Thanks to the tramways, Cherry was able to then convey his timber from the Kitty Creek mill, a distance of some 6 miles (9.6 kilometres) over the tramway to the Campbell’s Creek site, and from there along the tramway down Spraggs Road and into Toolangi, where the timber was transferred to road trucks and taken to Yarra Glen[lxxxv]. The supply was eventually cut out by 1930 and the mill shifted away from the district.


This business originally started with a timber lease on the side of Mount Dom Dom, east of Healesville and away from Toolangi. In 1910 the original owner John Christie sold the business to Jim Marchbank, a VFL player, and his business partner Isabella Jefferson, trading as Black Spur Sawmill[lxxxvi].

In March 1914 a Melbourne timber broker, G.W. Knott, bought into the business, and it then became Black Spur Sawmills Pty Ltd, but the site was cut out by 1918 and Knott dismantled the mill, shifting the equipment into Healesville. Knott subsequently got into financial difficulty due to bushfire damage to several of his other mills in 1919, at which point he sold out of the business. Within two years though he was back and operating a sawmill in Toolangi at Luke Creek[lxxxvii].

Access to this mill was via a horse-hauled 3-foot gauge wooden tramway, laid one mile south to connect with the Granton Company tramline, who also agreed to provide tramway running rights to Knott.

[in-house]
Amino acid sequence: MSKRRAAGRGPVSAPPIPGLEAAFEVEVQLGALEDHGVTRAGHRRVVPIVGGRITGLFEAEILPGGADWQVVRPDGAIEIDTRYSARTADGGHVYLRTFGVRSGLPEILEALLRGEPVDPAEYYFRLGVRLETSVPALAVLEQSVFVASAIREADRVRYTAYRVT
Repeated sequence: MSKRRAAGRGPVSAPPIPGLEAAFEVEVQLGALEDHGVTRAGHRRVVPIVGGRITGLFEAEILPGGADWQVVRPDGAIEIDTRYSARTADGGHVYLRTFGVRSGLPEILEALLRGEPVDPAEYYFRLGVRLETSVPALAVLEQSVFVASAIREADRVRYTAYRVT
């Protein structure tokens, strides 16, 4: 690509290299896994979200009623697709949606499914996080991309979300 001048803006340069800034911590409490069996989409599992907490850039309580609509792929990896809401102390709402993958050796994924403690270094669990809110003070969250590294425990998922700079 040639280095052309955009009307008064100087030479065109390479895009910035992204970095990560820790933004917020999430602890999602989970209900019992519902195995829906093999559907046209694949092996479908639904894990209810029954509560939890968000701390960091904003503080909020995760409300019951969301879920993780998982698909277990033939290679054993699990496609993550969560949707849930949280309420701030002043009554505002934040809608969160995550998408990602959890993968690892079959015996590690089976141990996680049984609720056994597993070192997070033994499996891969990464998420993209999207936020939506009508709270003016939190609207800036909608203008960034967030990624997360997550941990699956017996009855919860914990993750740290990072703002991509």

According to Houghton, tragically and over a period of some years, this mill gained the reputation of being unlucky[lxxxviii]. Two of Knott’s employees were killed on the tramline in separate accidents; one in 1925 involving a loaded bogie which jumped the tracks near the Cascades (in Myers Creek) whilst descending to Healesville on the Granton Company tramline. Another employee was killed during the 1926 bushfires, when a burning branch fell from a tree as he got off the tram to remove debris from the track whilst returning to the mill[lxxxix].

Carroll & Mills

From 1932 J. Carroll and G. Mills operated a partnership on a mill located on the Mount Slide Road in Castella. The original site was cut out not long afterwards, but the business then obtained access to another supply area along Luke Creek, seven miles (11.2 kilometres) away. As this site was inaccessible to road transport, they constructed a horse-hauled, wooden rail tramway, which was extended further again in 1934 and a new mill also constructed at Luke Creek. The business partnership dissolved in 1935[xc].